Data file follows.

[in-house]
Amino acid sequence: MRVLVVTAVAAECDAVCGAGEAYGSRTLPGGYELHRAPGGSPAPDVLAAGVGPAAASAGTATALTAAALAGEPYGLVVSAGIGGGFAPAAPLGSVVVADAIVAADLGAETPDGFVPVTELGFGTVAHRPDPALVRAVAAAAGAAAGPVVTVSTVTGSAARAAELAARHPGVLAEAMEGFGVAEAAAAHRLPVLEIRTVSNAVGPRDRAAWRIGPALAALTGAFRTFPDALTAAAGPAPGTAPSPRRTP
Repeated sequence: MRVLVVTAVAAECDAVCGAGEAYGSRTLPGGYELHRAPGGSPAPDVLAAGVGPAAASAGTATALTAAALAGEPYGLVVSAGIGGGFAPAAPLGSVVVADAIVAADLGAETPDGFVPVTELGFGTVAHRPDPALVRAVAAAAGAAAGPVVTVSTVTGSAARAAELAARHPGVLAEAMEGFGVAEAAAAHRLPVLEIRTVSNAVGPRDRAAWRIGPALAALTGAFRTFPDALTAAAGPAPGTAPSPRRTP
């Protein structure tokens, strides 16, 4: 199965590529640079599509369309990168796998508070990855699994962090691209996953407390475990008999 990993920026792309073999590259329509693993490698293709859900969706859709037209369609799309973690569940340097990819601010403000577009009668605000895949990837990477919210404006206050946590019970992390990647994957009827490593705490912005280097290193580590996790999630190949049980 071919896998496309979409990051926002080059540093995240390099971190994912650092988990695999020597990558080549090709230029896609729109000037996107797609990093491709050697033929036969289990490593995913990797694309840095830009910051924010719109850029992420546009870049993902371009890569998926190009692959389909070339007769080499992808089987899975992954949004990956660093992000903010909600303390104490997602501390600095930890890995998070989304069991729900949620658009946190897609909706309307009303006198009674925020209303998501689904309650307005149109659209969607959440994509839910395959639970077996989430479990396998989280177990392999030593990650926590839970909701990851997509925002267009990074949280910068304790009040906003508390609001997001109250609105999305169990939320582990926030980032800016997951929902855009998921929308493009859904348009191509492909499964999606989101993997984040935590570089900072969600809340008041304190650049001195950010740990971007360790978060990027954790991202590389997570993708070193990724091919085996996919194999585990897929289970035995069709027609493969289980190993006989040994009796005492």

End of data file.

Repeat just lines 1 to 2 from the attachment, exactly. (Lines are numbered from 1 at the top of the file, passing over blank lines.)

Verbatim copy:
[in-house]
Amino acid sequence: MRVLVVTAVAAECDAVCGAGEAYGSRTLPGGYELHRAPGGSPAPDVLAAGVGPAAASAGTATALTAAALAGEPYGLVVSAGIGGGFAPAAPLGSVVVADAIVAADLGAETPDGFVPVTELGFGTVAHRPDPALVRAVAAAAGAAAGPVVTVSTVTGSAARAAELAARHPGVLAEAMEGFGVAEAAAAHRLPVLEIRTVSNAVGPRDRAAWRIGPALAALTGAFRTFPDALTAAAGPAPGTAPSPRRTP